However, a blend that contains this digestive booster is going to cost you more, which plays into Ample’s higher price tag. If probiotics are not a priority for you or you are getting your probiotics in elsewhere, you can find a less expensive meal replacement to suit your needs.
After insulin management and digestive health, Ample aims to reduce inflammation with an injection of antioxidants. Now, it does contain a lot of greens that are known to have a lot of antioxidants, which is a plus. That said, we don’t really know how many — they’re not measured. There are ways to measure antioxidants, like the ORAC (Oxygen Radical Absorbance Capacity) scale. A cup of blueberries has about 12,000 total ORAC per serving, for instance. It would have been nice to know the ORAC value of Ample for these specifics.
If it’s antioxidants you’re looking for, you’ve found them. However, if it’s a specific number of antioxidants you’re looking for, you may want to opt for a product with those exact counts listed on their label.
You may be disappointed in the number of micronutrients in this blend. To be frank, most meal replacements have about 26 vitamins and minerals. But what Ample is doing here is giving a solid amount of calories, a good macro split, a ton of stuff for gut health, and a small number of very important vitamins and minerals. Most people are deficient in Vitamin D and magnesium and most women over 50 and men over 70 are low in calcium. However, if you’re looking for a wider variety of micronutrients — not just the ones that are tough to get in your diet — you’ll want to look elsewhere.
Ample is an expensive meal replacement. You’re paying for the high-quality, whole food ingredients, solid macro counts, probiotics, antioxidants, and strategic inclusion of micronutrients. If any of these don’t stand out as a factor you’re willing to pay extra for, there are plenty of less expensive meal replacements that can still offer great benefits. You’ll want to be sure that this specific blend can help you meet your personal goals before investing.
Most people want a meal replacement for micronutrients first, macronutrients second. If that’s you, Ample might not be your favorite meal replacement given it’s not crazy high in vitamins.
What we think it is good for is a well-rounded diet that needs some extra calories between meals, or for people looking to improve their gut health. This is a very satiating drink, and it’s easy to consume on the go, as well.
If you keep an eye on your fruit and vegetable intake and just want something healthy to tide you over between meals, Ample has a solid amount of calories and macronutrients, a decent amount of key nutrients in which most people are low, tastes awesome, and definitely succeeds on the digestive health front. Plus, it won’t leave you hungry like many less-satiating meal replacements can.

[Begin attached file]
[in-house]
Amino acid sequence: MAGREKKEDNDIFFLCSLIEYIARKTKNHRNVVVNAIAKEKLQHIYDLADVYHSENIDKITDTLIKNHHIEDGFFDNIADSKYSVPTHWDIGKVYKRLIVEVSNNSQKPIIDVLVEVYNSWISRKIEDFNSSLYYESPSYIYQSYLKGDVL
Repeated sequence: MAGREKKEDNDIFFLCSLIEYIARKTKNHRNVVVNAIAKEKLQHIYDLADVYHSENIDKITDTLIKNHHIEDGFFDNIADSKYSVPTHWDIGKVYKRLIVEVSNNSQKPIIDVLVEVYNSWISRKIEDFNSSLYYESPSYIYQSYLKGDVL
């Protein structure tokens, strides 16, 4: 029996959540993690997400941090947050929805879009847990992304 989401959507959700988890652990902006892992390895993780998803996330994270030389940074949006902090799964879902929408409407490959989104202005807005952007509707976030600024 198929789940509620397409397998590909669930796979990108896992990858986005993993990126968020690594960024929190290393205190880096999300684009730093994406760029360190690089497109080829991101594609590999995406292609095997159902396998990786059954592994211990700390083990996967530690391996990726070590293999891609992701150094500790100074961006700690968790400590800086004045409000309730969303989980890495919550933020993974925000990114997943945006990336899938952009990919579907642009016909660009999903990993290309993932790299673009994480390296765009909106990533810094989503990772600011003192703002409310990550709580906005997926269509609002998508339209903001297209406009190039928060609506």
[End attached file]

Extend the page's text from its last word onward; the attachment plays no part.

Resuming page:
Is there too much fat in Ample?
It depends. If you’re looking to bulk or use this as a true meal replacement, the 45g of fat here can help and keep you satiated for a while. However, if you have high cholesterol or are trying to lose weight, the fat content (specifically saturated fat content) here may be a bit high for you.
Is Ample expensive?
Yes. It costs almost $3 to $5 more per serving than many meal replacements due to its thoughtful formulation, robust ingredients list, and solid macro count. However, if these are factors you’re chasing after, the price may be worth your while.
Does Ample taste good?
We found the vanilla flavor to be really delicious. The fat content lends to a creamy texture, which really helped the flavor — it was especially good for an all-natural blend, which can sometimes lack in flavor.
- Mach, N. et al. Endurance exercise and gut microbiota: A review. Journal of Sport and Health Science, Vol 6. No. 2 pp.179-197
- Le Chatelier, E. et al. Richness of human gut microbiome correlates with metabolic markers. Nature. 2013 Aug 29;500(7464):541-6.
- Carvalho, B.M. et al. Influence of gut microbiota on subclinical inflammation and insulin resistance. Mediators Inflamm. 2013;2013:986734.
- Plaza-Diaz, J. et al. Evidence of the Anti-Inflammatory Effects of Probiotics and Synbiotics in Intestinal Chronic Diseases. Nutrients. 2017 Jun; 9(6): 555.
- Messaoudi, M. et al. Assessment of psychotropic-like properties of a probiotic formulation (Lactobacillus helveticus R0052 and Bifidobacterium longum R0175) in rats and human subjects. Br J Nutr. 2011 Mar;105(5):755-64.